We have it officially. According to AEMET, the meteorological office of Spain, 2016 was the third hottest and the second driest summer since 1965. To top that, the other two years that appear within AEMET's data include 2015. So basically, unprecedented heat and drought. You can therefore imagine our glee at having had a couple of weeks on and off of decent rainfall.
The land around us is starting to develop a bright green carpet of weeds. We have put weeding on our 'jobs to do' list for next week.
It is quite something to look down the valley and see clouds ......
The Sierra de Lujar mountain range opposite us has a sprinkling of snow ......
Last Sunday we went for a walk above the High Alpujarran villages. Since then the snow line has dropped further and will be close to where we stood on grass and earth last week.
|Lunch in Capileira last Sunday. It has snowed there this last week.|
Since our last post, we have seen a bit more of Spain. In the middle of November, we flew from Malaga to Madrid one weekend and met up with two very good friends in the capital. We visited the Prado art museum, the Royal Palace and we worked our way through a list our friends had brought with them of craft breweries. We returned to Malaga on the high speed AVE train, a very relaxing experience, then enjoyed the week together at our cortijo before spending the last night in Malaga. We are not shy of having fun!
After a lovely week of relaxing, we could see that the olive harvest was not far off. Some of our olives were going to be hard to reach and we realised we would have to leave some to drop naturally. So we gauged the right time by drawing a balance between quantity of fruits that were already dropping and would spoil from hanging around and those that we would not be able to pick at the harvest and would end up dropping later.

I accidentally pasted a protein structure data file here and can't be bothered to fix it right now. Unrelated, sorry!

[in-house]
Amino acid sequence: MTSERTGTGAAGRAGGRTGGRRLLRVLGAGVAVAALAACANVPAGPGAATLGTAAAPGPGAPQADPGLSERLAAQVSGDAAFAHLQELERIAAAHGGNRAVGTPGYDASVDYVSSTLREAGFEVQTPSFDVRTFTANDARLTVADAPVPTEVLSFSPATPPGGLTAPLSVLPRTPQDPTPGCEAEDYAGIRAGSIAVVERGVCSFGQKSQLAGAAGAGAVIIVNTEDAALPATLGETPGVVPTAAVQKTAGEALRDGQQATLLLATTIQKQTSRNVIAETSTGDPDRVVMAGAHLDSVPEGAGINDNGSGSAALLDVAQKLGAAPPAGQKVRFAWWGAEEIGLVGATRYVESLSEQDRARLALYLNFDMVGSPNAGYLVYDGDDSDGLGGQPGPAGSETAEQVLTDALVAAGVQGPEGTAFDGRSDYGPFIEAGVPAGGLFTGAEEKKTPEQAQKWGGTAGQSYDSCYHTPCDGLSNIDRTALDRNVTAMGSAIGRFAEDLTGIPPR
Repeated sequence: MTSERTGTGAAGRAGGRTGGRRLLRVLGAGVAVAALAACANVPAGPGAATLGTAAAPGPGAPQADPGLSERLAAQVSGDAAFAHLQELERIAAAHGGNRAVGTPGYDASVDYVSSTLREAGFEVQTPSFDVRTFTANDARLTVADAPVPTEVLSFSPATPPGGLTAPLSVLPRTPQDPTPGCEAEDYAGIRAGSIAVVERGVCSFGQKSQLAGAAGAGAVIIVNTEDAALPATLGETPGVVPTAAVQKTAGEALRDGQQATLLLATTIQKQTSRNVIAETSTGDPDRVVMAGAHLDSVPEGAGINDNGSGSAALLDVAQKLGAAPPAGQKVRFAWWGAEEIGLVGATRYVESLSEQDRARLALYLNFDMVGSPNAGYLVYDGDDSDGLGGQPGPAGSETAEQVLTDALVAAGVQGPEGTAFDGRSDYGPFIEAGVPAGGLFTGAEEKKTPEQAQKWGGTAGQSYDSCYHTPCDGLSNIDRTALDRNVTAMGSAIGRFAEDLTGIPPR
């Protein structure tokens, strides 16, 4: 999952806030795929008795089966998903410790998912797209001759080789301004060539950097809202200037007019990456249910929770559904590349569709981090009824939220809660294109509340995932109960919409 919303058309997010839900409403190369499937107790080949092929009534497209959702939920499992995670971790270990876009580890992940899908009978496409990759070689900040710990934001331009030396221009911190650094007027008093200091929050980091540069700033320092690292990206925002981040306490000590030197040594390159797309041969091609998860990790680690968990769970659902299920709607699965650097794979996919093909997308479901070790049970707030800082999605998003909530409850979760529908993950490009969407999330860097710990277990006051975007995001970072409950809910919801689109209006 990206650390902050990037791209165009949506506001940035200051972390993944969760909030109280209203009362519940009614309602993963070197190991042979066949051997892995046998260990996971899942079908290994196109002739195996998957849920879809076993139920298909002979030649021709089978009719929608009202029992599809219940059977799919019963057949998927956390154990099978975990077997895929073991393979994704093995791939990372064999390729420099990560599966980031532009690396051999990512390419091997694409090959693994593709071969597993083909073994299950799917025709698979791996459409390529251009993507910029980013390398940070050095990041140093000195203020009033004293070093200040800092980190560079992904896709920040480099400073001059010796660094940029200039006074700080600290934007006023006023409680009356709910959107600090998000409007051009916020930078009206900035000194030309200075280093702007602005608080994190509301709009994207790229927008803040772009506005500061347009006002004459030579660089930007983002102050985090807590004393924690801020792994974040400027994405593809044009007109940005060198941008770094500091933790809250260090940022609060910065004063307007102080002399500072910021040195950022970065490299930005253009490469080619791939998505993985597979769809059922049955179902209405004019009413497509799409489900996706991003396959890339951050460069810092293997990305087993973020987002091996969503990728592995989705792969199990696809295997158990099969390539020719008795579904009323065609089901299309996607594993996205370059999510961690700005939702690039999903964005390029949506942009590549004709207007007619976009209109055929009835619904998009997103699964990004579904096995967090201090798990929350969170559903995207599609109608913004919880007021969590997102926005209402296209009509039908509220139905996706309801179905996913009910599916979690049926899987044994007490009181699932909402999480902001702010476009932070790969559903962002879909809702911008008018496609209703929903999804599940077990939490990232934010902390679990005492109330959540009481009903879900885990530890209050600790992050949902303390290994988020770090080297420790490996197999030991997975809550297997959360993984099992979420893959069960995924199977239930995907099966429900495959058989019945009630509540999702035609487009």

We would love to have our own oil from our own olives, i.e. single-estate oil, but we need to be able to produce the magic 500 kilos for that to become a reality. This is the fourth year that we harvested and we are collecting slightly more each year. Last spring some of our large established trees were pruned back heavily and have rejuvenated very well. Although these trees did not produce fruit this year, we have high hopes for them in the future and so not think it would be unrealistic to expect to achieve 500 kilos + in a few years to come.